The unlikely hero – 3D Printing

As COVID-19 turned our lives upside down, depleting various supplies (from N95 masks to toilet paper), an unlikely hero emerged from this confusion … 3D Printing. Across the globe, 3D printers, from hobbyists to large organizations, answered the call to quickly replenish supplies and find creative ways to step up and help fight COVID-19 … And we’re sharing their stories.

Why would we, a 3D printing company, highlight the work of other 3D printers? Because we’re proud of our community’s commitment to the public good. We’re pleased that when everyone needed an answer to an unprecedented question, 3D printers said, “We can answer that.” And we’re proud to shine a light on what felt like a very dark time. So, let’s dive into the fantastic stories about the unlikely heroes in 3D Printing!

EOS Gathers the 3D Printing Community

EOS, a global provider of essential elements for industrial 3D Printing, leveraged its global network of 3D printers to offer relevant data, impactful initiatives, and downloadable files in one place! EOS included every platform, from webinars to an active LinkedIn group, FREE files for printing medical supplies and preventive products, scientific research, and more. The EOS team has taken the time to collect and validate all these resources and put them in one place for everyone to access!

PPE Shortage? 3D Printers to The Rescue!

Face masks and face shields, we saw the 3D Printing community step up to help make them all! With various free designs for face masks, face shield components, and emergency masks for hospital ventilators, 3D printers – hobbyists and pros – worked hard at rapidly filling supply chain gaps. That’s the 3D printing secret weapon – speed! Unlike many traditional manufacturing techniques, 3D Printing can rapidly make identical copies of a single design with a small team

NW Rapid Mfg. prints PPE masks for COVID

If you’re a home 3D printer who wants to help or are in the medical field searching for PPE, MakerNexus gathered an at-home community of volunteers. Similarly, Tikkun Olam Makers (TOM) created a Maker Army. They encouraged 3D printing enthusiasts to help create and deliver a variety of products that help in the fight against COVID-19 and other world challenges. Several large organizations, such as Mercedes Benz or 3D printer makers like Carbon, Prusa Research, and Formlabs 3D Systems, fulfilled sizeable orders. We wouldn’t be surprised if a 3D printer near you also prints PPE, so we highly recommend looking close to home first (get your PPE and support local jobs for a real win-win). As a small example, our team created a mask design, completed 250 face shields, and donated them to local healthcare workers! Looking locally may work out better than you even expect.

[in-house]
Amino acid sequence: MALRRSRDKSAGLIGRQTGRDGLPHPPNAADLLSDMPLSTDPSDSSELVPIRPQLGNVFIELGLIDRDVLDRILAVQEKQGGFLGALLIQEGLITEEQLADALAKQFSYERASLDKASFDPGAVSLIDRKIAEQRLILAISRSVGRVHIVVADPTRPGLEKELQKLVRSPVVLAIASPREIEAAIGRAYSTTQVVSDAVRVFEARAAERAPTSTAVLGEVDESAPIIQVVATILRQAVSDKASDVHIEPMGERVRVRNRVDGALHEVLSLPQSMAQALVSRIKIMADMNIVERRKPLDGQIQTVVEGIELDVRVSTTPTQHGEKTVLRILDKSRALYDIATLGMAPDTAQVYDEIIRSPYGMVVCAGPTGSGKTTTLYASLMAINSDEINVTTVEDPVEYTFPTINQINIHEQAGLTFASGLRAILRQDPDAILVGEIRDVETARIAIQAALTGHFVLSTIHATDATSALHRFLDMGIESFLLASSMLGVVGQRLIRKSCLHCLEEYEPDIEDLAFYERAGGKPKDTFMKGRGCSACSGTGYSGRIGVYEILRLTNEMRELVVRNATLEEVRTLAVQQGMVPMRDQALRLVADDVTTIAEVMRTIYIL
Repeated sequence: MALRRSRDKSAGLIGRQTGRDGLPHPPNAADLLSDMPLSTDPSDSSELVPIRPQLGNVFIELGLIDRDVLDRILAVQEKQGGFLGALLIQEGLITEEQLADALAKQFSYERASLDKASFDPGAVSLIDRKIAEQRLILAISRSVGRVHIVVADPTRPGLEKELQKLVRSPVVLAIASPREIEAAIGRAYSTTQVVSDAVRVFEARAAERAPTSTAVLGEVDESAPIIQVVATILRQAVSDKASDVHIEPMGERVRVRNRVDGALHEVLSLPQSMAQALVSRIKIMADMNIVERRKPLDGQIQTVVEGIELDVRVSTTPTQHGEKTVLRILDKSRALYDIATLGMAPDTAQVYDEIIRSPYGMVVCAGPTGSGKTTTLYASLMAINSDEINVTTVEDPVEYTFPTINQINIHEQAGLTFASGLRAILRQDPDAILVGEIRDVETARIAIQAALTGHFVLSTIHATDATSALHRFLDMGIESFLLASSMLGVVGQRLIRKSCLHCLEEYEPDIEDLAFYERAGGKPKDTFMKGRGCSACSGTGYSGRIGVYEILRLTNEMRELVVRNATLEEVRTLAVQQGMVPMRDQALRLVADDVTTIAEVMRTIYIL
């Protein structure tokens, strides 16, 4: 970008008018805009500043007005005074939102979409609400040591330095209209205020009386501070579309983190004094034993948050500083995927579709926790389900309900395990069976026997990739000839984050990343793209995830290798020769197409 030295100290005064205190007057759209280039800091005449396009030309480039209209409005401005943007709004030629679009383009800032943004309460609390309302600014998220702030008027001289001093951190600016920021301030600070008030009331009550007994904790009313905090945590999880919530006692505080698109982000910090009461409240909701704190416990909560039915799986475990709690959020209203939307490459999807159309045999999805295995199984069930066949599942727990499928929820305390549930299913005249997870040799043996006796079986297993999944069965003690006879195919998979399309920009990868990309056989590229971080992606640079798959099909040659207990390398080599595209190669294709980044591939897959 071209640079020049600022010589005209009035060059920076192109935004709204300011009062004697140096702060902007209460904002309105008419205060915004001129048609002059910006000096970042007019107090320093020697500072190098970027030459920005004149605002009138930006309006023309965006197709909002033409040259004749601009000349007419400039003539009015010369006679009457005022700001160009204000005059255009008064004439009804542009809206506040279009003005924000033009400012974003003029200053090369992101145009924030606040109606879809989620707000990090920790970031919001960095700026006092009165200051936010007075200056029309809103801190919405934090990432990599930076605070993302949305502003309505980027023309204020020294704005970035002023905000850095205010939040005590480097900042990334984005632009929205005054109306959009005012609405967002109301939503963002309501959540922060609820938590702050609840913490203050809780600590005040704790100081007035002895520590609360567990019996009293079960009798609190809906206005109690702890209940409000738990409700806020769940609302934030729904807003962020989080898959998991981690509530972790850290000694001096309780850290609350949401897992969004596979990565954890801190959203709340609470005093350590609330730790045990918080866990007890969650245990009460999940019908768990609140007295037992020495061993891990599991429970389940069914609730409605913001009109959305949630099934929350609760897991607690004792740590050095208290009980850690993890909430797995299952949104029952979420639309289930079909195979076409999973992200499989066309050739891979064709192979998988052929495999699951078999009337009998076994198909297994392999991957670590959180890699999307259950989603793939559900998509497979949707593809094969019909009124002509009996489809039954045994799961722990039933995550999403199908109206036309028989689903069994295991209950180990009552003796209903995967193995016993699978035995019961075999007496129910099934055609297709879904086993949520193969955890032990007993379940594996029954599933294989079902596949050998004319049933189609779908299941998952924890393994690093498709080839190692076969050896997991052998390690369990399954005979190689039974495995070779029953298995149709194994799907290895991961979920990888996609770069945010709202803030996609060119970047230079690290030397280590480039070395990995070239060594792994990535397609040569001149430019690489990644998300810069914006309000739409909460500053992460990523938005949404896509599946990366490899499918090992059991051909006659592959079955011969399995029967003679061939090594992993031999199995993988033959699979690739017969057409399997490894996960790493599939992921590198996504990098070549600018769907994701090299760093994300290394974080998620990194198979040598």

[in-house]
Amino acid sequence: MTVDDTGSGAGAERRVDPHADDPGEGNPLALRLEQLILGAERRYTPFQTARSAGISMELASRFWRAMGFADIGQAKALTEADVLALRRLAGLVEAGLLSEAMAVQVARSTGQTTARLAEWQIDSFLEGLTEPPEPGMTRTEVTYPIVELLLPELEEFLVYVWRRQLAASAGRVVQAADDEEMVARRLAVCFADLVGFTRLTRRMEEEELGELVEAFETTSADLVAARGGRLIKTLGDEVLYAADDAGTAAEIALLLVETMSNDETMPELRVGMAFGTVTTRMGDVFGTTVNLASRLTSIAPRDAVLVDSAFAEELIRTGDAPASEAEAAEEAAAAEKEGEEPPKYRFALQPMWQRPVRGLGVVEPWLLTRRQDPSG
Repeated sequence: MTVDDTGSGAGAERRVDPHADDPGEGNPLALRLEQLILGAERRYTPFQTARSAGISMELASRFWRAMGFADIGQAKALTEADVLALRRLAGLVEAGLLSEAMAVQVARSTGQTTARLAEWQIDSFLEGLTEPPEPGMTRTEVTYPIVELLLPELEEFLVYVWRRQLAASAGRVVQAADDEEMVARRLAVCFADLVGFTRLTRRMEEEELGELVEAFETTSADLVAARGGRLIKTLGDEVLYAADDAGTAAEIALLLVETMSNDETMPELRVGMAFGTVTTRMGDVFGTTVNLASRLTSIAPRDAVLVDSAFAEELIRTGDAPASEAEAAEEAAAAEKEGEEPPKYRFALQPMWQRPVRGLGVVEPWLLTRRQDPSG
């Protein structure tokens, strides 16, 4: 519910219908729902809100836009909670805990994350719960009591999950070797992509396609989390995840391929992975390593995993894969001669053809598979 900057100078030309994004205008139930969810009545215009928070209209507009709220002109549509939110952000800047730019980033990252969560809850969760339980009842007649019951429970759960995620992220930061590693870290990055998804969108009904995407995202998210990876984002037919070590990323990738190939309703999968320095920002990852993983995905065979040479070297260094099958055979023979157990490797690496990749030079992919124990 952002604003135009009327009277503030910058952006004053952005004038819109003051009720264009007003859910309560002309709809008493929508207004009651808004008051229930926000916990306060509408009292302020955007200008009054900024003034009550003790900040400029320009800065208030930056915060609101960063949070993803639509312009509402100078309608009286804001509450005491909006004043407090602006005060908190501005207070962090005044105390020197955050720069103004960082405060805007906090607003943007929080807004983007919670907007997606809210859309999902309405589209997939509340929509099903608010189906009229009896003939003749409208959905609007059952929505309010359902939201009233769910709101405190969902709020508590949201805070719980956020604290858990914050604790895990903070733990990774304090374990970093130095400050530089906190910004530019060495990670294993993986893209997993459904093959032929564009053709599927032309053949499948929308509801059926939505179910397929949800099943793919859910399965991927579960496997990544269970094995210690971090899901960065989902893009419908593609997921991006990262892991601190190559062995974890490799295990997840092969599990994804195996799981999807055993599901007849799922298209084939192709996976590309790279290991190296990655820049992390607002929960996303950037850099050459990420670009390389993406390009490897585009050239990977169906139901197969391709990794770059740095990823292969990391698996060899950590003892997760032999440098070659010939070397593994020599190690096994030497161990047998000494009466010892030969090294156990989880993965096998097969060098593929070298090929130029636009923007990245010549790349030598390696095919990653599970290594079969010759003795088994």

There is one small caution we must include (though we hate to distract from all the good news): While all these 3D printers were trying to fill a gap in a supply chain, there wasn’t a lot of information out there about how effective, comfortable, or cost-effective these printed products are. So, when hunting for PPE, look for and ask about that information to ensure you’re making the right choice for your team!

Designing New Solutions

While a portion of the 3D printing community focused on printing large quantities of face shields and face masks, another part of our community focused on designing and printing new solutions (we are engineers, after all). A few innovations that have caught our eye:

  • Materialise converted standard hospital equipment into a non-invasive PEEP mask that can be connected to an oxygen supply. The article states, “Using standard medical equipment, including a non-invasive ventilation (NIV) mask, filter, and PEEP valve, the solution is simple to use and familiar to medical professionals.” Materialise also created some free designs for hands-free door openers for anyone to print to help fight the spread! 3D printers like us offered to print these door openers at a minimal cost.

Photo and Design Property of Materialise
  • Prakash Lab and Stanford University created Pneumask, a reusable full-face snorkel mask PPE project. Using an off-the-shelf snorkeling mask, a custom (3D-printed) adapter, and a filter/filter cartridge, Pneumask provides a full-face shield while allowing for controlled intake and exhaust flows through the mask.
  • In March 2020, 3D-printed valves for reanimation devices saved lives in an Italian hospital. Several designers and engineers stepped up to work on creating 3D printable models for these venturi valves in ventilators for hospitals. GrabCAD user Filip Kober even created a model and has made it available for free on the Open 3D Model network!

We hope to have touched upon enough great stories to help you see that even in dark times, we can find light; that even when a fight seems too big, we can come together, innovate, and win; and that a crisis, big or small, can reveal the unlikeliest of heroes (from grocery store employees to nursing staff to truck drivers to your local 3D printer).

Have a 3D printing story worth sharing? Please share it with our team!



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